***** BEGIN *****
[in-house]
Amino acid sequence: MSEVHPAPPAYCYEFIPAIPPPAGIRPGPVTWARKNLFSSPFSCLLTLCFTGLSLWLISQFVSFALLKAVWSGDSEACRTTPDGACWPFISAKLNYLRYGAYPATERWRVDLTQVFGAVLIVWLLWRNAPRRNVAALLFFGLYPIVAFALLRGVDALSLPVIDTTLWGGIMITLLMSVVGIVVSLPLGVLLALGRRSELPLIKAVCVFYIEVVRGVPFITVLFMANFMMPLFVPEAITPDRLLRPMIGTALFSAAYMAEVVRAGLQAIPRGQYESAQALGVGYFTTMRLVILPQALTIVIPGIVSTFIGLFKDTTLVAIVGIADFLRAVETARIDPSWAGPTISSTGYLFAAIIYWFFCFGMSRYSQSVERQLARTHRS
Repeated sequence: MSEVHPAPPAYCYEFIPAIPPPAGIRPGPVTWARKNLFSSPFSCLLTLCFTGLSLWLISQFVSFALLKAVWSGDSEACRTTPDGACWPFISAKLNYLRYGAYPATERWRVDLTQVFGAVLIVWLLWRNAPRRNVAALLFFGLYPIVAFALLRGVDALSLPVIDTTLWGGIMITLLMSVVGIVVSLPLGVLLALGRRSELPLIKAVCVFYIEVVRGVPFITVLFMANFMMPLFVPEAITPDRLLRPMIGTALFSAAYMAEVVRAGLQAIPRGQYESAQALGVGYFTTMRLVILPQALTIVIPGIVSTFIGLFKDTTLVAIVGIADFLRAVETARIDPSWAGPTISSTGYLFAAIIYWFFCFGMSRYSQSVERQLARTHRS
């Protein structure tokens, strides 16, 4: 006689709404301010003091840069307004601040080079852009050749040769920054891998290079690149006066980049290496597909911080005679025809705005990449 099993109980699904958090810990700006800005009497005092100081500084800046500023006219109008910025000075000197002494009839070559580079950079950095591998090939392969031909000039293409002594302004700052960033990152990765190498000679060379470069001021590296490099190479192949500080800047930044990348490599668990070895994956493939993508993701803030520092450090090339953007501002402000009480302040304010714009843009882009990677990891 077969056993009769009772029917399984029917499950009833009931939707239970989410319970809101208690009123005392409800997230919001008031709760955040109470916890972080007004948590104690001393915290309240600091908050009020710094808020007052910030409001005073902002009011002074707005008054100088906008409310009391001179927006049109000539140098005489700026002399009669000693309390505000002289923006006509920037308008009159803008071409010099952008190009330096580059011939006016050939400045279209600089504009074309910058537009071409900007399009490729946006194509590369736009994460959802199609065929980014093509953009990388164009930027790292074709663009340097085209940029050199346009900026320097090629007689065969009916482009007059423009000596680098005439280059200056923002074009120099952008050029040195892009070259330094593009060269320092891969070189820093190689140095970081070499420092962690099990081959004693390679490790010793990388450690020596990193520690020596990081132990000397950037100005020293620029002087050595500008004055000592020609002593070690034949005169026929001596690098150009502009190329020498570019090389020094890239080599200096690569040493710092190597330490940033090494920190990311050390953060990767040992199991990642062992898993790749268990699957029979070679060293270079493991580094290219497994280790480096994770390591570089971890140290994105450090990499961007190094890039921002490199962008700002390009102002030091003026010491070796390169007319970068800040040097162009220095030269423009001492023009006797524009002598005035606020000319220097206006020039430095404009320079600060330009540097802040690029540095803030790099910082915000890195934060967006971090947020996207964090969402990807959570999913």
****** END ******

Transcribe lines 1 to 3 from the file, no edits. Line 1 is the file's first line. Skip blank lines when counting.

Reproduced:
[in-house]
Amino acid sequence: MSEVHPAPPAYCYEFIPAIPPPAGIRPGPVTWARKNLFSSPFSCLLTLCFTGLSLWLISQFVSFALLKAVWSGDSEACRTTPDGACWPFISAKLNYLRYGAYPATERWRVDLTQVFGAVLIVWLLWRNAPRRNVAALLFFGLYPIVAFALLRGVDALSLPVIDTTLWGGIMITLLMSVVGIVVSLPLGVLLALGRRSELPLIKAVCVFYIEVVRGVPFITVLFMANFMMPLFVPEAITPDRLLRPMIGTALFSAAYMAEVVRAGLQAIPRGQYESAQALGVGYFTTMRLVILPQALTIVIPGIVSTFIGLFKDTTLVAIVGIADFLRAVETARIDPSWAGPTISSTGYLFAAIIYWFFCFGMSRYSQSVERQLARTHRS
Repeated sequence: MSEVHPAPPAYCYEFIPAIPPPAGIRPGPVTWARKNLFSSPFSCLLTLCFTGLSLWLISQFVSFALLKAVWSGDSEACRTTPDGACWPFISAKLNYLRYGAYPATERWRVDLTQVFGAVLIVWLLWRNAPRRNVAALLFFGLYPIVAFALLRGVDALSLPVIDTTLWGGIMITLLMSVVGIVVSLPLGVLLALGRRSELPLIKAVCVFYIEVVRGVPFITVLFMANFMMPLFVPEAITPDRLLRPMIGTALFSAAYMAEVVRAGLQAIPRGQYESAQALGVGYFTTMRLVILPQALTIVIPGIVSTFIGLFKDTTLVAIVGIADFLRAVETARIDPSWAGPTISSTGYLFAAIIYWFFCFGMSRYSQSVERQLARTHRS